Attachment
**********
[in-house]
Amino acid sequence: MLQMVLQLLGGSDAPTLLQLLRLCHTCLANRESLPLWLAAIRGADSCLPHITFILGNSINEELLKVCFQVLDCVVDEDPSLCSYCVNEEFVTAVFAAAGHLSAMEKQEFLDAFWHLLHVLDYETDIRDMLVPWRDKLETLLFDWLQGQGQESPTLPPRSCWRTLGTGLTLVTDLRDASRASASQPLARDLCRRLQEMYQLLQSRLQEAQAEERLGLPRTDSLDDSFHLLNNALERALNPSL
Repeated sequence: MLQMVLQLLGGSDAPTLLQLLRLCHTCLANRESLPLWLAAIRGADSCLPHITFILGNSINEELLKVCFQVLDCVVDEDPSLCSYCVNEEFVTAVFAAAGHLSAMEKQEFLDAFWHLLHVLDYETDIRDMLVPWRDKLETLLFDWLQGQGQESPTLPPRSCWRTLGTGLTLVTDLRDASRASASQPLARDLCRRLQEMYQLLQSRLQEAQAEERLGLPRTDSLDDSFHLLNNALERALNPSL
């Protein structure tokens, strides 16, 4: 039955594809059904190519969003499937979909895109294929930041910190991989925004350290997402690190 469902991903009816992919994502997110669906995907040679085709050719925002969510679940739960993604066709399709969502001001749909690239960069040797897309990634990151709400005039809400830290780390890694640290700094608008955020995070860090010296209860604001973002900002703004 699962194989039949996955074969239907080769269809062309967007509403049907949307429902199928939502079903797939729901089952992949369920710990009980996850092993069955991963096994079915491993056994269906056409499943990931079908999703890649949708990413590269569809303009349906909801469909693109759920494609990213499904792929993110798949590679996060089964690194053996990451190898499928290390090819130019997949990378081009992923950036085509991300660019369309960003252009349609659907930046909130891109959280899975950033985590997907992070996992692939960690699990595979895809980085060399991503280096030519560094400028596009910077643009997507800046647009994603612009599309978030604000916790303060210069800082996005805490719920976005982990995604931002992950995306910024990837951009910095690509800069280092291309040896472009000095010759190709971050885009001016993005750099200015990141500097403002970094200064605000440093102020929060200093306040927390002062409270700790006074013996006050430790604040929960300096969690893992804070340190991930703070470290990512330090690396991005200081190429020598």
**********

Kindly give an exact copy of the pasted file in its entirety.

[in-house]
Amino acid sequence: MLQMVLQLLGGSDAPTLLQLLRLCHTCLANRESLPLWLAAIRGADSCLPHITFILGNSINEELLKVCFQVLDCVVDEDPSLCSYCVNEEFVTAVFAAAGHLSAMEKQEFLDAFWHLLHVLDYETDIRDMLVPWRDKLETLLFDWLQGQGQESPTLPPRSCWRTLGTGLTLVTDLRDASRASASQPLARDLCRRLQEMYQLLQSRLQEAQAEERLGLPRTDSLDDSFHLLNNALERALNPSL
Repeated sequence: MLQMVLQLLGGSDAPTLLQLLRLCHTCLANRESLPLWLAAIRGADSCLPHITFILGNSINEELLKVCFQVLDCVVDEDPSLCSYCVNEEFVTAVFAAAGHLSAMEKQEFLDAFWHLLHVLDYETDIRDMLVPWRDKLETLLFDWLQGQGQESPTLPPRSCWRTLGTGLTLVTDLRDASRASASQPLARDLCRRLQEMYQLLQSRLQEAQAEERLGLPRTDSLDDSFHLLNNALERALNPSL
């Protein structure tokens, strides 16, 4: 039955594809059904190519969003499937979909895109294929930041910190991989925004350290997402690190 469902991903009816992919994502997110669906995907040679085709050719925002969510679940739960993604066709399709969502001001749909690239960069040797897309990634990151709400005039809400830290780390890694640290700094608008955020995070860090010296209860604001973002900002703004 699962194989039949996955074969239907080769269809062309967007509403049907949307429902199928939502079903797939729901089952992949369920710990009980996850092993069955991963096994079915491993056994269906056409499943990931079908999703890649949708990413590269569809303009349906909801469909693109759920494609990213499904792929993110798949590679996060089964690194053996990451190898499928290390090819130019997949990378081009992923950036085509991300660019369309960003252009349609659907930046909130891109959280899975950033985590997907992070996992692939960690699990595979895809980085060399991503280096030519560094400028596009910077643009997507800046647009994603612009599309978030604000916790303060210069800082996005805490719920976005982990995604931002992950995306910024990837951009910095690509800069280092291309040896472009000095010759190709971050885009001016993005750099200015990141500097403002970094200064605000440093102020929060200093306040927390002062409270700790006074013996006050430790604040929960300096969690893992804070340190991930703070470290990512330090690396991005200081190429020598």